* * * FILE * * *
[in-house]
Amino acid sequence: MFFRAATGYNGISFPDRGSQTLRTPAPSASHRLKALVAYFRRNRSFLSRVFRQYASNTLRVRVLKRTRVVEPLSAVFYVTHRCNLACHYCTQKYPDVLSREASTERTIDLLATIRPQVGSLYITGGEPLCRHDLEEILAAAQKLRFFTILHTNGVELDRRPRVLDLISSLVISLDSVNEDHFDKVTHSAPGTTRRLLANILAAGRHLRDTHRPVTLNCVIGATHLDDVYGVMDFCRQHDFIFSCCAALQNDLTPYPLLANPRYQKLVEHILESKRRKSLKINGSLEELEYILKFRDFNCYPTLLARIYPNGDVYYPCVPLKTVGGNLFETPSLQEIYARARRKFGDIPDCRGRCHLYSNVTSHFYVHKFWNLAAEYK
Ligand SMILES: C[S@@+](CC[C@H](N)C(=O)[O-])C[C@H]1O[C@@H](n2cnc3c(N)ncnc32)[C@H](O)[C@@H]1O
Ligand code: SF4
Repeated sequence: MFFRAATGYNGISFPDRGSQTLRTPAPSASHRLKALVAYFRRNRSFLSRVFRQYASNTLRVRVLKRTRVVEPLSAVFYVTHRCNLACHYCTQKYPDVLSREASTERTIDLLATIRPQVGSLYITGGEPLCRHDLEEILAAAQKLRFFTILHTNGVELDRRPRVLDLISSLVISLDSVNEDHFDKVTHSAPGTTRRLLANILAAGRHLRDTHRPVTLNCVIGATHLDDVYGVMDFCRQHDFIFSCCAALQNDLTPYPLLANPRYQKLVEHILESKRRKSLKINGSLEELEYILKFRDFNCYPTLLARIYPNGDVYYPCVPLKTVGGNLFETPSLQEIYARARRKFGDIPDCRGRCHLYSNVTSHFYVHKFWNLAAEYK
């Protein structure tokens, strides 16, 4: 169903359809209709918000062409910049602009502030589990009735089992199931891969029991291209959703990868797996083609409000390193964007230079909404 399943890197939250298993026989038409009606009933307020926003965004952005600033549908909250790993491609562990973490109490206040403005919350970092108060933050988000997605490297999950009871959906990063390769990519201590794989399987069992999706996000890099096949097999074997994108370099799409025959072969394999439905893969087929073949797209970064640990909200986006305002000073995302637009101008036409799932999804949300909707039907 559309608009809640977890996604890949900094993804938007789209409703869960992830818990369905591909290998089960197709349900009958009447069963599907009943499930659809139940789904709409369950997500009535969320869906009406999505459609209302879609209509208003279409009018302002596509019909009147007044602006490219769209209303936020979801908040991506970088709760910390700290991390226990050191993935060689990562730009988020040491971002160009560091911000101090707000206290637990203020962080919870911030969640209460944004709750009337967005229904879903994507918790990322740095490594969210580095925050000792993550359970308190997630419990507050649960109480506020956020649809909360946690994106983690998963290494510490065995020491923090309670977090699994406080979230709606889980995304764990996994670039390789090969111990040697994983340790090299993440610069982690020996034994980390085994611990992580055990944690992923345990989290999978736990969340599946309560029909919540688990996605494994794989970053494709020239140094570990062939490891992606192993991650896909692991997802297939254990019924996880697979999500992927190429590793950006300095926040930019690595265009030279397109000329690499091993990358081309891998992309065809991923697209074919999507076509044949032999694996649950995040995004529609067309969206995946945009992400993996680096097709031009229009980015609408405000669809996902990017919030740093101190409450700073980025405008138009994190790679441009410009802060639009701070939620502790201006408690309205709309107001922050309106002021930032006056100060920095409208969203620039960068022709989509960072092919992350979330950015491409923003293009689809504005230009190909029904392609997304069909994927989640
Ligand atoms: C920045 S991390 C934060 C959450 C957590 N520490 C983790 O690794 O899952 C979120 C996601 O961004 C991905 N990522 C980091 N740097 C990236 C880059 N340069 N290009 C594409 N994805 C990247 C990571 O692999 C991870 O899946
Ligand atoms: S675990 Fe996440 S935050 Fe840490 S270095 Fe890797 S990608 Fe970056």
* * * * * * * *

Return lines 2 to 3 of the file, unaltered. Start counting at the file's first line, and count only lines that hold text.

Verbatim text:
Amino acid sequence: MFFRAATGYNGISFPDRGSQTLRTPAPSASHRLKALVAYFRRNRSFLSRVFRQYASNTLRVRVLKRTRVVEPLSAVFYVTHRCNLACHYCTQKYPDVLSREASTERTIDLLATIRPQVGSLYITGGEPLCRHDLEEILAAAQKLRFFTILHTNGVELDRRPRVLDLISSLVISLDSVNEDHFDKVTHSAPGTTRRLLANILAAGRHLRDTHRPVTLNCVIGATHLDDVYGVMDFCRQHDFIFSCCAALQNDLTPYPLLANPRYQKLVEHILESKRRKSLKINGSLEELEYILKFRDFNCYPTLLARIYPNGDVYYPCVPLKTVGGNLFETPSLQEIYARARRKFGDIPDCRGRCHLYSNVTSHFYVHKFWNLAAEYK
Ligand SMILES: C[S@@+](CC[C@H](N)C(=O)[O-])C[C@H]1O[C@@H](n2cnc3c(N)ncnc32)[C@H](O)[C@@H]1O